From massive dredging and beach renourishment in Oak Bluffs and Edgartown to renovations at the Gay Head Cliffs overlook, a number of public works improvement projects are under way around the Island this winter.

North Bluff in Oak Bluffs has a brand new beach. — Aaron Wilson

All are being paid for with a variety of public and private funds, including state grants, Community Preservation Act monies and private donations.

On the Beach Road running between Edgartown and Oak Bluffs, piping and heavy equipment associated with dredging have been in evidence for months, as a two-town project to suck sand from Sengekontacket and replenish eroded beachfronts takes place.

The major project includes work on both ends of the north-facing coastline.

In Edgartown, sand dredged from Sengekontacket using the town-owned dredge has been sold to Oak Bluffs for its beachfront needs; more sand will be used to stave off ongoing erosion at Fuller street beach.

Meanwhile, Oak Bluffs obtained funding last year for a wide-ranging beach restoration project from the Massachusetts Municipal Vulnerability Preparedness program. The $2.7 million project, which includes a $689,000 contribution from the town, has included renourishing beach areas along Seaview avenue and the North Bluff, where a new seawall and boardwalk are already in place.

Final phases of the project will include the installation of new groins, and future phases will include refurbishment work on the Farm Pond culvert and jetties that line the entrance to the Oak Bluffs harbor.

Farther west, in Menemsha construction began early this month on a pedestrian path that will run along Basin Road, leading to beach. The path is aimed at better walking safety for pedestrians and beach-goers in summer, when the historic fishing village is jammed with tourists, residents and fishermen.

“The idea was to improve safety around that corner. In the summertime it’s a choke point for pedestrians, and cars, and a lot of people felt it was dangerous,” said town administrator Tim Carroll. “We don’t have sidewalks, so we’re just trying to make a little bit of room.”

The new path will feature a crushed stone and shell walk in addition to a low stone retaining wall. The project is being paid for mostly by private donors, Mr. Carroll said. About $27,000 will come from taxpayers.

Funding was approved at a special town meeting in November 2018. Property owners who are abutters have donated easements, Mr. Carroll said. The work is being done by Merry and Sons Inc., and John Keene Excavation Inc.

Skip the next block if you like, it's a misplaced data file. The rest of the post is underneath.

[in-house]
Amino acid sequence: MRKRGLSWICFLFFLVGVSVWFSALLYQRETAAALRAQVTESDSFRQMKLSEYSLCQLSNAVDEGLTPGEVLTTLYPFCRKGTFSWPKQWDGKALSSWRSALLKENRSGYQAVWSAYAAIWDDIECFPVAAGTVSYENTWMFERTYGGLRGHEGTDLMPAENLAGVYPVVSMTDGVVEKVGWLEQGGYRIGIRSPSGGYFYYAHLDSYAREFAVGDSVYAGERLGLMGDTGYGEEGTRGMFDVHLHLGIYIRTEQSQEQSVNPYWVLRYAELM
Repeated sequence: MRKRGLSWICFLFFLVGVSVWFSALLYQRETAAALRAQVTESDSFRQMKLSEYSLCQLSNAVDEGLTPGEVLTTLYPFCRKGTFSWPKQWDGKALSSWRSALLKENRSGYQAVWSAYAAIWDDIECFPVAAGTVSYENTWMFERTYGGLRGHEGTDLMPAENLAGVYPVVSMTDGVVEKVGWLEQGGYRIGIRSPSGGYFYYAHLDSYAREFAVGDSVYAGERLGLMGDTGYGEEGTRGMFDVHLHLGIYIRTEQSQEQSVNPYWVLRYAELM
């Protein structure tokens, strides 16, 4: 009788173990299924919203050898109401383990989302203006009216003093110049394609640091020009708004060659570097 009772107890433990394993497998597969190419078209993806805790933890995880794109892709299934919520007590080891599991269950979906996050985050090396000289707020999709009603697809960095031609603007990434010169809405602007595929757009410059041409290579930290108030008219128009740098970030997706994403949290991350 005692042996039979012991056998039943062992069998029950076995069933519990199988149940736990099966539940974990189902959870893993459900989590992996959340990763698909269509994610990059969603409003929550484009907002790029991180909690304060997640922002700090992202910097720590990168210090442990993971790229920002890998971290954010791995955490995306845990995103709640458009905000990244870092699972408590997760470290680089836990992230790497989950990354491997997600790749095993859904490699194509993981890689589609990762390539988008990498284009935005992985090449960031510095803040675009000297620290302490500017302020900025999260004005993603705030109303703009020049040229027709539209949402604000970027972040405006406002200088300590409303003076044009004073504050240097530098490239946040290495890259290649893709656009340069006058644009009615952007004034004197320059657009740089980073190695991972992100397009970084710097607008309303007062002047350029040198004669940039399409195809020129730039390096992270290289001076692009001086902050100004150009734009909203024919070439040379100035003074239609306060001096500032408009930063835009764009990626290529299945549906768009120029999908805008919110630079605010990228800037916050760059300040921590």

“[The path] is a small part of the discussion that has been going on for five-plus years,” Mr. Carroll said. The so-called Menemsha corridor plan, commissioned by the town and the Martha’s Vineyard Commission in 2017, outlined many renovations to make roads safer and ease the flow of traffic congestion to the village.

New sidewalk under construction on Basin Road in Menemsha. — Albert O. Fischer 3rd

Other proposed improvements for Menemsha, including a VTA bus turnaround by the comfort station, parking lot changes and a boardwalk over the dunes, failed to pass muster with voters.

It was different for the small pedestrian walkway.

“This is the one part of the project that has seen no opposition at all,” Mr. Carroll said. “Even the online chat groups are saying nice things, which in this day and age is rare.”

The path runs across the road from the former Harbor Craft Shop, which will reopen this spring as the Ruel Gallery.

Next door, the Menemsha Bite has been vacant for almost two years. On the other side of the harbor, the Menemsha Market stands boarded up and vacant following a fire at this time last year. Chilmark building inspector Lenny Jason said the market will not reopen this summer.

Work has been under way in the harbor too, including maintenance dredging and the replacement of freshwater lines and new decking on the transient yacht dock.

Harbor master Ryan Rossi said the electrical issues that have plagued crab corner, a shallow wading area near the jetty, have been pinpointed. A light current that was turning up in the water was finally traced to a faulty ground.

“The [warning] signs will stay up this summer,” Mr. Rossi said, but he believes the problem has been solved.

“This is all just . . . to make sure everything runs smooth during the summer,” he said. “It’s all going very well.”

In Aquinnah, a major upgrade near the scenic Gay Head Cliffs will include a new viewing platform and other improvements around the Circle and shops. The $220,000 project will be paid for by a combination of Community Preservation Act funds and money from private donors. Derrill Bazzy, chairman of the town community preservation committee, said the upgrade has been long overdue.

“The area was so neglected, half of it was just asphalt and the rest was dirt, with poison ivy coming through the fences,” Mr. Bazzy said. “Once the decking goes in, we will be 90 per cent there.”

He added: “It will still feel like you’re in the middle of an untouched part of the cliffs. It will continue to have a simple feel, but it will be a much better and safer place for visitors.”

Future plans call for replanting the area with native species such as bayberry. New fencing will have less impact on the face of the cliff, Mr. Bazzy said.

“The deadline is Memorial Day, and we seem to be on target,” he said. “I would consider it a hard deadline, that’s when we start to get a lot of people coming up here.”

Aaron Wilson contributed reporting.